• An estimated average of 5,100 pool or spa emergency department-treated submersions for children younger than 15 occurred each year from 2008 to 2010; children younger than five represented 79 percent of these-injuries.
  • Children between the ages of one and three (12 to 47 months) represented 66 percent of these fatalities and 64 percent of the injuries.
  • About 72 percent of the fatalities from 2006 through 2008, and 55 percent of the estimated injuries from 2008 through 2010 that involved children younger than 15 occurred in a residential pool or spa; children under five made up the majority of incidents at residential locations, with 84 percent of fatalities and 61 percent of injuries, respectively.
  • Tragically, based on reported statistics, 96% of victims involved in a submersion incident will die.  Fatalities usually occur the day of the drowning event (72%).  For the victims who survive the event, most will succumb to their injuries within a week (24%).  Only 4% of near drowning victims will survive beyond a week, and many will have severe injuries and require intensive medical care.
  • There were no reported entrapment fatalities for 2010.  CPSC received three reports of entrapment injury incidents during 2010.

So what can you do to keep your tot safe? A lot! The American Academy of Pediatrics recommends:

  • Never leave your children alone in or near the pool, even for a moment.  An adult who knows CPR should actively supervise children at all times.
  • Practice touch supervision with children younger than 5 years.  This means that the adult is within an arm’s length of the child at all times.
  • You must put up a fence to separate your house from the pool.  Most young children who drown in pools wander out of the house and fall into the pool.  Install a fence at least 4 feet high around all 4 sides of the pool.  This fence will completely separate the pool from the house and play area of the yard.  Use gates that self-close and self-latch, with latches higher than your children’s reach.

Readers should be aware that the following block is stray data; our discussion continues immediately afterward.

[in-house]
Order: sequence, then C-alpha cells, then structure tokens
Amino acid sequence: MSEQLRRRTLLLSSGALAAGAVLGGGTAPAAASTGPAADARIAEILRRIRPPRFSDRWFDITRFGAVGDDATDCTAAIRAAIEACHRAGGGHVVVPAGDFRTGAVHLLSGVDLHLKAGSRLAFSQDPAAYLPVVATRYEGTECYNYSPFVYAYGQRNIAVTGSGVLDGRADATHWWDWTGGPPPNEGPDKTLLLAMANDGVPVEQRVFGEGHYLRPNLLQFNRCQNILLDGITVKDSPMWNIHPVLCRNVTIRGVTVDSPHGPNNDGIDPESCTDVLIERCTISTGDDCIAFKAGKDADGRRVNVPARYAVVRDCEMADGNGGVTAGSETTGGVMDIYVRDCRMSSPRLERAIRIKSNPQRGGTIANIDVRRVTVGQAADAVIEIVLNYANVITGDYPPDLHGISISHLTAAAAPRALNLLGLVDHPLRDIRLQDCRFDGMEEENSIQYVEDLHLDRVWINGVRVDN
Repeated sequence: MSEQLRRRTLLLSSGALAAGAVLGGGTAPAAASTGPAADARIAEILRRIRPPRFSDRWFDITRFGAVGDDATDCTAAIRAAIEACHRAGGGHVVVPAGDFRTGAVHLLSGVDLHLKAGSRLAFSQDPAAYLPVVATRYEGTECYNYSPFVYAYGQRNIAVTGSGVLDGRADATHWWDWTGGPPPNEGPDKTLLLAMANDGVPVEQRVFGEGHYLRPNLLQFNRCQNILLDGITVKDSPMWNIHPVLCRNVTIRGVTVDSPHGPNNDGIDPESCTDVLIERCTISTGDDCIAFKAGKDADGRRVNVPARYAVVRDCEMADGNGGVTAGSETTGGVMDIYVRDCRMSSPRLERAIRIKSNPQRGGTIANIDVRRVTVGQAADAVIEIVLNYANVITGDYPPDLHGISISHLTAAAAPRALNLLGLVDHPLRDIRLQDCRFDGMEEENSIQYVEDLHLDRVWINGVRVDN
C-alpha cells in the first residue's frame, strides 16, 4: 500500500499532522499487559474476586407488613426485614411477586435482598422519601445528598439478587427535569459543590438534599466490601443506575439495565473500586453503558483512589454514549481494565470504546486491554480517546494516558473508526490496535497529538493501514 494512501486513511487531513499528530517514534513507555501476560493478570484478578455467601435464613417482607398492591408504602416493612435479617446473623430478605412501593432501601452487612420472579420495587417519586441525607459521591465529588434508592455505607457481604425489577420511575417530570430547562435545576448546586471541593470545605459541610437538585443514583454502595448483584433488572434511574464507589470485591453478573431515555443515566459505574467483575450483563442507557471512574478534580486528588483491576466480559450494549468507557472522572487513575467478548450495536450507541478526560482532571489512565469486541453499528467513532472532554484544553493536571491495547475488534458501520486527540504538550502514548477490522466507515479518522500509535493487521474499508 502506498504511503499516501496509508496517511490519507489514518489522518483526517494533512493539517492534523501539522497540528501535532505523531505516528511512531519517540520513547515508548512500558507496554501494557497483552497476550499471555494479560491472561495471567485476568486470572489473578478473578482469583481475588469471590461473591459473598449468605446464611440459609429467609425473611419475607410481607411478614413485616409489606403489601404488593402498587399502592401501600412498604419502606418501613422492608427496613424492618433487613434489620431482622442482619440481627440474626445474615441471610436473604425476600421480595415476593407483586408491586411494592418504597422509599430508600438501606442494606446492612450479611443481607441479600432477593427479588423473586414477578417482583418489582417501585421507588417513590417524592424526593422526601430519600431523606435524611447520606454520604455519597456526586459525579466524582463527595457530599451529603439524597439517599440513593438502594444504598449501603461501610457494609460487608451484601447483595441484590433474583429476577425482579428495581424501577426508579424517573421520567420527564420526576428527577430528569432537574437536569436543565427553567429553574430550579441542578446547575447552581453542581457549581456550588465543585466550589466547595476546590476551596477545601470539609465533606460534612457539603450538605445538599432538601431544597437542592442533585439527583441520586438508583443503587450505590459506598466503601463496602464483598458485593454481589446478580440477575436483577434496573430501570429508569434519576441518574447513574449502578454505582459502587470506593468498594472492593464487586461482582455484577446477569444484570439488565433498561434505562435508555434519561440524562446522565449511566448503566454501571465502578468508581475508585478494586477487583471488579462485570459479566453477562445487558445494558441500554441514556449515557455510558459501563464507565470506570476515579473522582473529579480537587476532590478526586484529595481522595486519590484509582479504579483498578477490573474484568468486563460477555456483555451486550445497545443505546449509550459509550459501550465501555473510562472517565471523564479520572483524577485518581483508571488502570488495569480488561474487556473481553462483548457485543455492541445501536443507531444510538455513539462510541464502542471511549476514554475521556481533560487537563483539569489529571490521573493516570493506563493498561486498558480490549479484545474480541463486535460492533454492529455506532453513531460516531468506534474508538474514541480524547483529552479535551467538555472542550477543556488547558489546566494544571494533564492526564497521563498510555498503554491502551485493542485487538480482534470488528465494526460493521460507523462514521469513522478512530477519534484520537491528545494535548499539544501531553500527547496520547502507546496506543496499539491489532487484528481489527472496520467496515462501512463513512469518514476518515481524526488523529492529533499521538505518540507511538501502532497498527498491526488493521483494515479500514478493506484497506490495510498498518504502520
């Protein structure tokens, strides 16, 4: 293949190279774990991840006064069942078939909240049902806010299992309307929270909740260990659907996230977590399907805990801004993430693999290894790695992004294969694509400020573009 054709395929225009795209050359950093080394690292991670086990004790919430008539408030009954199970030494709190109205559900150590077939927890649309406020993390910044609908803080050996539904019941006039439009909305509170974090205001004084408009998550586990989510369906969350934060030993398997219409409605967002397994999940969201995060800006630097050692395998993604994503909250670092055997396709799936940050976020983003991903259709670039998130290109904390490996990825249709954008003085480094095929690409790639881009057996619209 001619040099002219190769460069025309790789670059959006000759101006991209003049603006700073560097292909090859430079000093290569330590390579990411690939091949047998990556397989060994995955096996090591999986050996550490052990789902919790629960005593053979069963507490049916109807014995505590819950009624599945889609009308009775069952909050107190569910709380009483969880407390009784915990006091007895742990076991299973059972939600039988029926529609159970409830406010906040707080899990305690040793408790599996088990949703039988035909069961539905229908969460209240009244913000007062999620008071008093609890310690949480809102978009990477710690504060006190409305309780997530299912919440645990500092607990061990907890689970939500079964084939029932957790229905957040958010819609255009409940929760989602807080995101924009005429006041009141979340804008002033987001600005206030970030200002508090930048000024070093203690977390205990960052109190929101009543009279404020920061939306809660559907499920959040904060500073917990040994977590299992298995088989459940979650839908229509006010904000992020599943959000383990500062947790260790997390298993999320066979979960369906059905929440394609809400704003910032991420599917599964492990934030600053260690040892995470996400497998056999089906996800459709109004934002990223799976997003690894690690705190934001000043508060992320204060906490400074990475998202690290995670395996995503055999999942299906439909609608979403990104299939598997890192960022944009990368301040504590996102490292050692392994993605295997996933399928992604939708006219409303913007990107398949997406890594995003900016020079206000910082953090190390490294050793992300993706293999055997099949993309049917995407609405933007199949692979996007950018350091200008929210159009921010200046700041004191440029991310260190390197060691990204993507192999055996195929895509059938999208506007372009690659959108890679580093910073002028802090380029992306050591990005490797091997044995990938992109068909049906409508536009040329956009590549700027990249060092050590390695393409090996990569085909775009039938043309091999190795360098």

• Keep rescue equipment (such as a shepherd’s hook or life preserver) and a telephone by the pool.
  • Do not use air-filled “swimming aids” (i.e. floaties) as a substitute for approved life vests.
  • Remove all toys from the pool after use so children aren’t tempted to reach for them.
  • After the children are done swimming, secure the pool so they can’t get back into it.
  • A power safety cover that meets the standards of the American Society for Testing and Materials (ASTM) may add to the protection of your children but should not be used in place of the fence between your house and the pool.  Even fencing around your pool and using a power safety cover will not prevent all drownings.

Keeping Our Kids Safe: National Missing Children’s Day and More

24 May

Etan Patz

My stomach stayed clenched the entire time was researching and writing a magazine piece last week on after-school safety.  One child is abducted every 40 seconds in the United States.  The nationwide Amber Alert program was named after Amber Hagerman, a 9-year-old Arlington resident who was abducted off her bicycle in broad daylight in 1996 and murdered.  It’s the stuff of parental nightmares, causing the kind of imagined pain that actually hurts.

Fortunately, law enforcement officers, social workers, child advocates and teachers around the Metroplex continue doing heroic work in educating kids and their parents about the dangers.  Tomorrow—May 25—is National Missing Children’s Day.  Here is some crucial info for you and your family:

What Parents Can Do To Keep Children Safe

Every year in America an estimated 800,000 children are reported missing, more than 2,000 children each day.  Of that number, 58,000 are abducted by non-family members.  The primary motive for non-family abductions is sexual.  Each year 115 children are the victims of the most serious abductions, taken by non-family members and either murdered, held for ransom, or taken with the intent to keep.

“We know teaching children about safety works,” said Ernie Allen, president and CEO of NCMEC.  “It is important that parents take the time to talk to their children about safety.”

An analysis of attempted abduction cases by NCMEC found that in 82% of the cases, children escaped would-be abductors through their own actions, by yelling, kicking, pulling away, running away or attracting attention.

May 25th is the anniversary of the day in 1979 when 6-year-old Etan Patz disappeared from a New York street corner on his way to school and has been observed as National Missing Children’s Day since 1983 when it was first proclaimed by President Ronald Reagan.  Etan’s story captivated the nation.  His photo, taken by his father, a professional photographer was circulated nationwide and appeared in media across the country and around the world.  The powerful image of Etan has come to symbolize the anguish and trauma of thousands of searching families.  The search for Etan continues.  He is still missing.